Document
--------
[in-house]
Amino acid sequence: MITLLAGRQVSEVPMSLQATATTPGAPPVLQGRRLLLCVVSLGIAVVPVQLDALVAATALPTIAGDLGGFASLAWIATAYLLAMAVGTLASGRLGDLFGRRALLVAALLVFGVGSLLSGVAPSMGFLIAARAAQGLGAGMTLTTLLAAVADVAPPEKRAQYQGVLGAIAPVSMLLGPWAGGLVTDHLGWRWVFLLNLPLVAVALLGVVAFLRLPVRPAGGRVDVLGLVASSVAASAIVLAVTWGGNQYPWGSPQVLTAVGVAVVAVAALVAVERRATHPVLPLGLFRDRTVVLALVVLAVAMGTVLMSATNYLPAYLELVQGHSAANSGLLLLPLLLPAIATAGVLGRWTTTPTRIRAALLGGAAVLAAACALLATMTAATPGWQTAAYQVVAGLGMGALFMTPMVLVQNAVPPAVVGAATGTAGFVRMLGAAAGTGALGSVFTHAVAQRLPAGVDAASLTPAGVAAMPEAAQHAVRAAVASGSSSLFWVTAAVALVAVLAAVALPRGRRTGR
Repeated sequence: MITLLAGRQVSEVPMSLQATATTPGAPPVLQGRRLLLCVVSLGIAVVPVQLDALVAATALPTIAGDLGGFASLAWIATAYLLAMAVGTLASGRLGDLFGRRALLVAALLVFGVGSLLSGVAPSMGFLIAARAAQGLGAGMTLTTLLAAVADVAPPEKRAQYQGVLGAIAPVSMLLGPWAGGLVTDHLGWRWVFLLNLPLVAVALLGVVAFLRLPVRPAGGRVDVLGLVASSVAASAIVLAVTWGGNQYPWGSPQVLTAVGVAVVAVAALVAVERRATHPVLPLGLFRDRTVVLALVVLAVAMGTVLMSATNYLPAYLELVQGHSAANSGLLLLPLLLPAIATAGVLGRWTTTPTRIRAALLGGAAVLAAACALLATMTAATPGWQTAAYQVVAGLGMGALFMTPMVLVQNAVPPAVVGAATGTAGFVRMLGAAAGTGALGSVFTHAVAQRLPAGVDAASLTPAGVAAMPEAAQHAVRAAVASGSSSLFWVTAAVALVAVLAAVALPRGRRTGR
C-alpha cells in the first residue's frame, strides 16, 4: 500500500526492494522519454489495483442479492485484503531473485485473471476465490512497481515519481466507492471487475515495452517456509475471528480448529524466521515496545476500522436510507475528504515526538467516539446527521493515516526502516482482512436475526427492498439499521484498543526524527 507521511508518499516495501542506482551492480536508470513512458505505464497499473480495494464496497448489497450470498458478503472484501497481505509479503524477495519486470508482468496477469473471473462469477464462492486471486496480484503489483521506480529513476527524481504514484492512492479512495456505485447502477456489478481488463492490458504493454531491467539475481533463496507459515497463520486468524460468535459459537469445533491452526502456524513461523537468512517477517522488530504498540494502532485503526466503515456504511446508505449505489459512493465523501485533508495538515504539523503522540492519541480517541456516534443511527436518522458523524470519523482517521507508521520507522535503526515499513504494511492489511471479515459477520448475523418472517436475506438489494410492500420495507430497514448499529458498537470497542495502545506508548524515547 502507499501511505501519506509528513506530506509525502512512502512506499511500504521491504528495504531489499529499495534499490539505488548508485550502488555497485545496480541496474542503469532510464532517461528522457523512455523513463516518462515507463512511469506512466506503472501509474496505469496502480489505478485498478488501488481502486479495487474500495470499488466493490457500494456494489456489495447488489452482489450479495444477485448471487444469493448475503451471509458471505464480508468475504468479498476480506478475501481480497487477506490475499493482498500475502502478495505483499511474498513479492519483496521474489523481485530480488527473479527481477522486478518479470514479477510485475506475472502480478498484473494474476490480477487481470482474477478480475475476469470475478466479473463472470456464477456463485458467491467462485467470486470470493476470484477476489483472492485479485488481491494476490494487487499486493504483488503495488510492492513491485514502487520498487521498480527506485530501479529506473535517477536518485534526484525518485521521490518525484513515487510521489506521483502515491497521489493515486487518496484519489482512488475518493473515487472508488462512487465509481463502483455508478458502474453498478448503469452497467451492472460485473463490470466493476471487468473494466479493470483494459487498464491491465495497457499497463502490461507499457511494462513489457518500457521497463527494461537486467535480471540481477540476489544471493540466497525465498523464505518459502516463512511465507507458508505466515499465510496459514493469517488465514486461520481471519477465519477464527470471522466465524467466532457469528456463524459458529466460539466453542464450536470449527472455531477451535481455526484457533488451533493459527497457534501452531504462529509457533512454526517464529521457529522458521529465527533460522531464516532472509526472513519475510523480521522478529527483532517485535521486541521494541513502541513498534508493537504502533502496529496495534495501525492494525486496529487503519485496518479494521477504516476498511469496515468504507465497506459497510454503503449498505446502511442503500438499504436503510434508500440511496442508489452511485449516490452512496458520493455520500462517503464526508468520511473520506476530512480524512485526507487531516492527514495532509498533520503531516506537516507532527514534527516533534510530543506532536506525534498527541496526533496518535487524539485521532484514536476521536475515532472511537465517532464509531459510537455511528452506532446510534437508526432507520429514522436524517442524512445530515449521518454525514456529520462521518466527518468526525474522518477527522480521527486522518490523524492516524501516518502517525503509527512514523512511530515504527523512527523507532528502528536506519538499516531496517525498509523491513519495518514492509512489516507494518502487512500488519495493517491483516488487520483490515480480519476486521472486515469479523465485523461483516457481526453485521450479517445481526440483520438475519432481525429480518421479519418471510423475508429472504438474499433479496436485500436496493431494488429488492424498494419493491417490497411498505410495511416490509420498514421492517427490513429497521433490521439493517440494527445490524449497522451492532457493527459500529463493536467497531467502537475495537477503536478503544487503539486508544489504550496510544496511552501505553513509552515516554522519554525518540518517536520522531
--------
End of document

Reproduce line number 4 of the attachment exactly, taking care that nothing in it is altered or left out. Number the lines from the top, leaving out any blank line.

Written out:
C-alpha cells in the first residue's frame, strides 16, 4: 500500500526492494522519454489495483442479492485484503531473485485473471476465490512497481515519481466507492471487475515495452517456509475471528480448529524466521515496545476500522436510507475528504515526538467516539446527521493515516526502516482482512436475526427492498439499521484498543526524527 507521511508518499516495501542506482551492480536508470513512458505505464497499473480495494464496497448489497450470498458478503472484501497481505509479503524477495519486470508482468496477469473471473462469477464462492486471486496480484503489483521506480529513476527524481504514484492512492479512495456505485447502477456489478481488463492490458504493454531491467539475481533463496507459515497463520486468524460468535459459537469445533491452526502456524513461523537468512517477517522488530504498540494502532485503526466503515456504511446508505449505489459512493465523501485533508495538515504539523503522540492519541480517541456516534443511527436518522458523524470519523482517521507508521520507522535503526515499513504494511492489511471479515459477520448475523418472517436475506438489494410492500420495507430497514448499529458498537470497542495502545506508548524515547 502507499501511505501519506509528513506530506509525502512512502512506499511500504521491504528495504531489499529499495534499490539505488548508485550502488555497485545496480541496474542503469532510464532517461528522457523512455523513463516518462515507463512511469506512466506503472501509474496505469496502480489505478485498478488501488481502486479495487474500495470499488466493490457500494456494489456489495447488489452482489450479495444477485448471487444469493448475503451471509458471505464480508468475504468479498476480506478475501481480497487477506490475499493482498500475502502478495505483499511474498513479492519483496521474489523481485530480488527473479527481477522486478518479470514479477510485475506475472502480478498484473494474476490480477487481470482474477478480475475476469470475478466479473463472470456464477456463485458467491467462485467470486470470493476470484477476489483472492485479485488481491494476490494487487499486493504483488503495488510492492513491485514502487520498487521498480527506485530501479529506473535517477536518485534526484525518485521521490518525484513515487510521489506521483502515491497521489493515486487518496484519489482512488475518493473515487472508488462512487465509481463502483455508478458502474453498478448503469452497467451492472460485473463490470466493476471487468473494466479493470483494459487498464491491465495497457499497463502490461507499457511494462513489457518500457521497463527494461537486467535480471540481477540476489544471493540466497525465498523464505518459502516463512511465507507458508505466515499465510496459514493469517488465514486461520481471519477465519477464527470471522466465524467466532457469528456463524459458529466460539466453542464450536470449527472455531477451535481455526484457533488451533493459527497457534501452531504462529509457533512454526517464529521457529522458521529465527533460522531464516532472509526472513519475510523480521522478529527483532517485535521486541521494541513502541513498534508493537504502533502496529496495534495501525492494525486496529487503519485496518479494521477504516476498511469496515468504507465497506459497510454503503449498505446502511442503500438499504436503510434508500440511496442508489452511485449516490452512496458520493455520500462517503464526508468520511473520506476530512480524512485526507487531516492527514495532509498533520503531516506537516507532527514534527516533534510530543506532536506525534498527541496526533496518535487524539485521532484514536476521536475515532472511537465517532464509531459510537455511528452506532446510534437508526432507520429514522436524517442524512445530515449521518454525514456529520462521518466527518468526525474522518477527522480521527486522518490523524492516524501516518502517525503509527512514523512511530515504527523512527523507532528502528536506519538499516531496517525498509523491513519495518514492509512489516507494518502487512500488519495493517491483516488487520483490515480480519476486521472486515469479523465485523461483516457481526453485521450479517445481526440483520438475519432481525429480518421479519418471510423475508429472504438474499433479496436485500436496493431494488429488492424498494419493491417490497411498505410495511416490509420498514421492517427490513429497521433490521439493517440494527445490524449497522451492532457493527459500529463493536467497531467502537475495537477503536478503544487503539486508544489504550496510544496511552501505553513509552515516554522519554525518540518517536520522531